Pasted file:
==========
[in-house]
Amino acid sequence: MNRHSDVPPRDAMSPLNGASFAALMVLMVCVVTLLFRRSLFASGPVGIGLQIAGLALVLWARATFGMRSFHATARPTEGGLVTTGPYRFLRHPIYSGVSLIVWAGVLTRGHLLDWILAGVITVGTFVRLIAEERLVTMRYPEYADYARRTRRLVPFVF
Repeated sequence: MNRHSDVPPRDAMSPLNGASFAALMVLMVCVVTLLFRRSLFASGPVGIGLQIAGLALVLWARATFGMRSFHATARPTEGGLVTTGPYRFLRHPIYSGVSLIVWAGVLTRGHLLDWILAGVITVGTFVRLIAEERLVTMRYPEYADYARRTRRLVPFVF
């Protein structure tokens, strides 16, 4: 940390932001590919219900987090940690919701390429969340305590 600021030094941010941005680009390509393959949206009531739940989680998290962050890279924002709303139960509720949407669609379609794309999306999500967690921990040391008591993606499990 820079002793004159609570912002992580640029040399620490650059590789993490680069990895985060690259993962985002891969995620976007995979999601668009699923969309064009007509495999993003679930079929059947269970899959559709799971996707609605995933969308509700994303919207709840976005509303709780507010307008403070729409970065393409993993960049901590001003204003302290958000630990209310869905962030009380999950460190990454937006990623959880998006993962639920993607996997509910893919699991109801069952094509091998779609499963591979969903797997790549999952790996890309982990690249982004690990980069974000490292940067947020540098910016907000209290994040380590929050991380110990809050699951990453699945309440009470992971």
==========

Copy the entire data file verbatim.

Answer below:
[in-house]
Amino acid sequence: MNRHSDVPPRDAMSPLNGASFAALMVLMVCVVTLLFRRSLFASGPVGIGLQIAGLALVLWARATFGMRSFHATARPTEGGLVTTGPYRFLRHPIYSGVSLIVWAGVLTRGHLLDWILAGVITVGTFVRLIAEERLVTMRYPEYADYARRTRRLVPFVF
Repeated sequence: MNRHSDVPPRDAMSPLNGASFAALMVLMVCVVTLLFRRSLFASGPVGIGLQIAGLALVLWARATFGMRSFHATARPTEGGLVTTGPYRFLRHPIYSGVSLIVWAGVLTRGHLLDWILAGVITVGTFVRLIAEERLVTMRYPEYADYARRTRRLVPFVF
């Protein structure tokens, strides 16, 4: 940390932001590919219900987090940690919701390429969340305590 600021030094941010941005680009390509393959949206009531739940989680998290962050890279924002709303139960509720949407669609379609794309999306999500967690921990040391008591993606499990 820079002793004159609570912002992580640029040399620490650059590789993490680069990895985060690259993962985002891969995620976007995979999601668009699923969309064009007509495999993003679930079929059947269970899959559709799971996707609605995933969308509700994303919207709840976005509303709780507010307008403070729409970065393409993993960049901590001003204003302290958000630990209310869905962030009380999950460190990454937006990623959880998006993962639920993607996997509910893919699991109801069952094509091998779609499963591979969903797997790549999952790996890309982990690249982004690990980069974000490292940067947020540098910016907000209290994040380590929050991380110990809050699951990453699945309440009470992971």